Personal Injury Solicitor Tracey Graham explains how she was intrigued yet disappointed to read that more health & safety excuses are made in London and the South East than any other part of the UK according to a new study from the Health & Safety Executive (HSE)....
Cases reported to the HSE's Myth Busters Challenge apparently included a case of cleaners banned from wearing woolly hats in the winter, office workers banned from putting up Christmas decorations, and children told to wear goggles to play conkers.
The HSE said that more than 50 cases were reported in the South over the past year, twice as many as the next worst region, Yorkshire, with Wales and the Highlands of Scotland receiving the fewest complaints.
Some of the worst examples in the London area included a department store restaurant refusing to serve eggs in a full English breakfast for fear of a pan fire, and an airline flying out of Heathrow blaming health & safety for not giving boiled sweets to passengers with earache.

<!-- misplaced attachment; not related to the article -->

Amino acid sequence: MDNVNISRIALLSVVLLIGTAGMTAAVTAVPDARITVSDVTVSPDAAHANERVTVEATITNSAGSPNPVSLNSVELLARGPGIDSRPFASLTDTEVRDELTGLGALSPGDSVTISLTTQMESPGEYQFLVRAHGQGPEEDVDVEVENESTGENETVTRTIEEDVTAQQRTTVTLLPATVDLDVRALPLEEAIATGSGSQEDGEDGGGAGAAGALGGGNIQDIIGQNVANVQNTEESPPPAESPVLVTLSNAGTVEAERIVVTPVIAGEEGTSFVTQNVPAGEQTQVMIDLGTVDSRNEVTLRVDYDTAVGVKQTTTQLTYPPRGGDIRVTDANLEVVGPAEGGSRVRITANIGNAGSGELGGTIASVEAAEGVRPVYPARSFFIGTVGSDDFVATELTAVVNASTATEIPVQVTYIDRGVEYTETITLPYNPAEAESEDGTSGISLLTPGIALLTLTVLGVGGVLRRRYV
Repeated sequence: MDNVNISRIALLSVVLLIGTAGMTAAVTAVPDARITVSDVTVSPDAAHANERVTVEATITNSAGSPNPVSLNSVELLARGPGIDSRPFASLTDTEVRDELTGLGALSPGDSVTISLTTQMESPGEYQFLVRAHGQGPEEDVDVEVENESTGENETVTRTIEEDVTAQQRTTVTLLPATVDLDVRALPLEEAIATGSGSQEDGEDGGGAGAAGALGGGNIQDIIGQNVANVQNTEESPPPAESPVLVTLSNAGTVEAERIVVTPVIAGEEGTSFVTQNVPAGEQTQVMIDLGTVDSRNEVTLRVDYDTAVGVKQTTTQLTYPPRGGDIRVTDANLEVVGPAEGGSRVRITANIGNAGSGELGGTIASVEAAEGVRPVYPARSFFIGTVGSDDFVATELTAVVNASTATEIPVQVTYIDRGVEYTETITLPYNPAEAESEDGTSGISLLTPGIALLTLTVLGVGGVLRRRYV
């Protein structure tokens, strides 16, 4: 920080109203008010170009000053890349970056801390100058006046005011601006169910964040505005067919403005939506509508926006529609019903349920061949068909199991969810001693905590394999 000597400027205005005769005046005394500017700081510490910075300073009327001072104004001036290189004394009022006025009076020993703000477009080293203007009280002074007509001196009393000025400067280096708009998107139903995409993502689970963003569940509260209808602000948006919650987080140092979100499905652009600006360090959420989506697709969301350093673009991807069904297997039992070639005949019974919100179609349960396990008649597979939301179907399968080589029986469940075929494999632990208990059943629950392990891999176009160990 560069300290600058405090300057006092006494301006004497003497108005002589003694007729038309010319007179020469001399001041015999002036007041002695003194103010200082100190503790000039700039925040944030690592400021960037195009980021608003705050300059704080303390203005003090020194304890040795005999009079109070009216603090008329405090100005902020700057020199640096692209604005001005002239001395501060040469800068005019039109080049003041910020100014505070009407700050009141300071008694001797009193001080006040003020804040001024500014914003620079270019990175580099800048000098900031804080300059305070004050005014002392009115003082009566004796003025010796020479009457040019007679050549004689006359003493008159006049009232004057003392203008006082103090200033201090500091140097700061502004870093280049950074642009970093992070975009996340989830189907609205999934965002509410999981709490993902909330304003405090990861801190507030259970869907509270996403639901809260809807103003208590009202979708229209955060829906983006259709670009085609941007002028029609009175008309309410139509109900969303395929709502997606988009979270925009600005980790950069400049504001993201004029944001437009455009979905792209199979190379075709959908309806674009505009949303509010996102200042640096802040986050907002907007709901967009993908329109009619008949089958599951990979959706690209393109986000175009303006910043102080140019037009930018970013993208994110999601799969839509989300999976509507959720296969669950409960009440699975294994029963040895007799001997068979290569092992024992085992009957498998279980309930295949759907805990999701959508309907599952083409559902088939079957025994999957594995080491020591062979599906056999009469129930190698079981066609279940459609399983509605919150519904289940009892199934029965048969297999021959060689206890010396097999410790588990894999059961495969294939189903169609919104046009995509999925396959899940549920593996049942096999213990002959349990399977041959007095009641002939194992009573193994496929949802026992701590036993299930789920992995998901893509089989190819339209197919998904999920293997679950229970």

Judith Hackitt, who chairs the HSE, has said: "It's becoming increasingly clear just how many petty jobsworths there are hiding behind health & safety for fear of being sued or because they simply can't be bothered."
Whilst perhaps mildly amusing, these bogus excuses do nothing more than detract from the serious nature of Health & Safety Claims. Workplace regulations are there for a reason, and companies who do not act sensibly make it difficult in the workplace for employees to do their jobs safely. A considered response to health & safety is always what is required, and companies who do take health & safety seriously have a more contented work force and a safer working environment.
Too easily do we see here the impact of a failure to address sensibly the health and welfare of employees. In this 21st century, there are too many injuries and deaths from unsafe work practices where the effects on families are devastating. Lawyers are here to help, but as we come to the close of 2013, we echo the HSE’s call for employers to review work practices and take greater care of their workforce by a sensible and measured consideration of risks; not blanket bans on everything for the sake of compliance.